It wasn’t until much later that the shape of my own unease with Madeline took shape. She had named every guy she had dated as having assaulted her. My own sense of self-protection gathered only slowly.  But then it was me. Now she talked about me, how I had hurt her. She no longer talked about those other guys. And I imagine people felt sympathy for her, as I had, feeling deep anger towards those that hurt her -- but now it was me.

Around town she started writing my name on bathroom walls with the word “rapist” attached. She made a shirt for the Clothesline Project, an organization and event which addresses violence against women. The shirt she made said “Sometimes Rhodes Scholars Rape”.

I was taking a Women’s Studies course in feminist ethics then. I saw my professor as a role model, someone I wanted to be like. She asked big questions about society, culture, and patriarchy. The professor was a close friend and I felt lucky to house sit for her and feed her cats.

My mother, a second wave feminist, had friends with bumper stickers that said “A Woman’s Place Is in Senate” and “If a Woman Says It I Believe It”. Violence against women negatively affected us all. I tied the pain of the women in my family to a much larger picture of violence and as part of violence against children and against my tribe -- the pain from the Jesuits, the rape of our land, and culture. Everything was related.


Madeline had told the head of the local Rhodes Scholarship Committee. I was summoned to answer for what he had heard. A few months prior when I first got the Rhodes we had met, and he told me about his adopted Native American son. At that meeting he treated me like a proud father, patting me on the back, smiling broadly, hugging me. He said that me getting the Rhodes gave him hope for his own son who was having difficulties in school. This time his face remained impassive, his eyes searching for signs of guilt. He didn’t speak of his adopted son. He said took such reports very seriously. He said that until more formal charges were made he couldn’t take the scholarship from me, but if charges were filed that would be another matter.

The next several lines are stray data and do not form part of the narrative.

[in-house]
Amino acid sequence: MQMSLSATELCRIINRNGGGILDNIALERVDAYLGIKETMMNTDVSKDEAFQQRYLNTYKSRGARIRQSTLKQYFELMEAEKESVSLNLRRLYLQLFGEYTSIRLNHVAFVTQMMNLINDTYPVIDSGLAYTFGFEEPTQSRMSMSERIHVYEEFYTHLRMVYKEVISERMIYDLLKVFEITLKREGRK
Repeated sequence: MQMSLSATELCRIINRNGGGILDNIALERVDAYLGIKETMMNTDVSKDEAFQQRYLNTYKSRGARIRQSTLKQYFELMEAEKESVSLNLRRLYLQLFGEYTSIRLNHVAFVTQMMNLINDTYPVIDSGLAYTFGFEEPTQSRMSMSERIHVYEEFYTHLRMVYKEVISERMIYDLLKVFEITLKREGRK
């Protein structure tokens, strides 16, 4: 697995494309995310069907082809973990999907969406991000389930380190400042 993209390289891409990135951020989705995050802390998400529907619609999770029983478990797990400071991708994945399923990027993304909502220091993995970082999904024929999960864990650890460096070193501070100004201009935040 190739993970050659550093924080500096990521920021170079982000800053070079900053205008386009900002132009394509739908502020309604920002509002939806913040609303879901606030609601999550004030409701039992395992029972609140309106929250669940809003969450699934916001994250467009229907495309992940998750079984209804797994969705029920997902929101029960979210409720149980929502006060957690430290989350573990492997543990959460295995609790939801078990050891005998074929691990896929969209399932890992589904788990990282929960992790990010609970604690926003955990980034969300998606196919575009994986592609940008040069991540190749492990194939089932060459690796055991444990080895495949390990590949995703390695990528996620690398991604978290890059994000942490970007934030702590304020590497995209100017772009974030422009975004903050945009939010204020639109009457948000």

One day my mentor called me to her office and told me to stop coming to her feminist ethics class. My presence was upsetting women who had heard about me. She said that she didn’t know the woman accusing me, and though she knew me, it would go against everything she believed not to take seriously what a woman said. I never house sat for her again.

Now former friends visibly avoided me as I walked across campus, turning away. I had been trying to get the Native American campus community to work with the women’s community but things started to fracture. Indians stood with me. They believed me. Race raised its head in this. Whites accused Indians of all kinds of crimes. My friends split into two groups. One said, “If a woman said it I believe it” another said, “Whites tell lies about Indians.”